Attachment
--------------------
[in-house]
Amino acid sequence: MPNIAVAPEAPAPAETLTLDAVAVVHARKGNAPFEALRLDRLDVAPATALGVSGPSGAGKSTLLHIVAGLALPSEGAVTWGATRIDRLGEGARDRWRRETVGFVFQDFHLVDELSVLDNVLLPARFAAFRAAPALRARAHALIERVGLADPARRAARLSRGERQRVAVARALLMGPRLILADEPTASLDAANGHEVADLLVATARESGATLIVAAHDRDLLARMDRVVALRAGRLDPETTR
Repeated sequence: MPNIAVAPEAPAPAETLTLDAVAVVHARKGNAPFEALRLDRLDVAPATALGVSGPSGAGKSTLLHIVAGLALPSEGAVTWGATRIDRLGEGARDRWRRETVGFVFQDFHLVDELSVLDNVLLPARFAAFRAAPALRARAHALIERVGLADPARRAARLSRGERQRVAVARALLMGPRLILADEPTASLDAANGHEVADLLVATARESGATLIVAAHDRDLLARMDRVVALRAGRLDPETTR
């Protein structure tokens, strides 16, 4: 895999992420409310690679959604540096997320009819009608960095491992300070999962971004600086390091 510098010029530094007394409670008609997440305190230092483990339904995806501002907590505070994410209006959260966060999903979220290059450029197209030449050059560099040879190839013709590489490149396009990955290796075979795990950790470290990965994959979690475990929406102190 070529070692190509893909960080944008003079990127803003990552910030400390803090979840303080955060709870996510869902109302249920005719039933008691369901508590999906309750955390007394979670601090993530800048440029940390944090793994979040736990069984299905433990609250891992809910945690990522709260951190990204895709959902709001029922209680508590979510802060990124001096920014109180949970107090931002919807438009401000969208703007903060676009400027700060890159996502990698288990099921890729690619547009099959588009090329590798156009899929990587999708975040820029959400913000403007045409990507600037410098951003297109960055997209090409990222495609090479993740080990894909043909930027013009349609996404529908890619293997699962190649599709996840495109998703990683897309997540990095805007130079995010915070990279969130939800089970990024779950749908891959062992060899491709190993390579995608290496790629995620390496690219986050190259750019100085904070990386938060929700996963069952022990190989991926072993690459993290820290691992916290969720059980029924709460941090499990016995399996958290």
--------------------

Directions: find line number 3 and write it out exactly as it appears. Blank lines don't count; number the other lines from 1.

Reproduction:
Repeated sequence: MPNIAVAPEAPAPAETLTLDAVAVVHARKGNAPFEALRLDRLDVAPATALGVSGPSGAGKSTLLHIVAGLALPSEGAVTWGATRIDRLGEGARDRWRRETVGFVFQDFHLVDELSVLDNVLLPARFAAFRAAPALRARAHALIERVGLADPARRAARLSRGERQRVAVARALLMGPRLILADEPTASLDAANGHEVADLLVATARESGATLIVAAHDRDLLARMDRVVALRAGRLDPETTR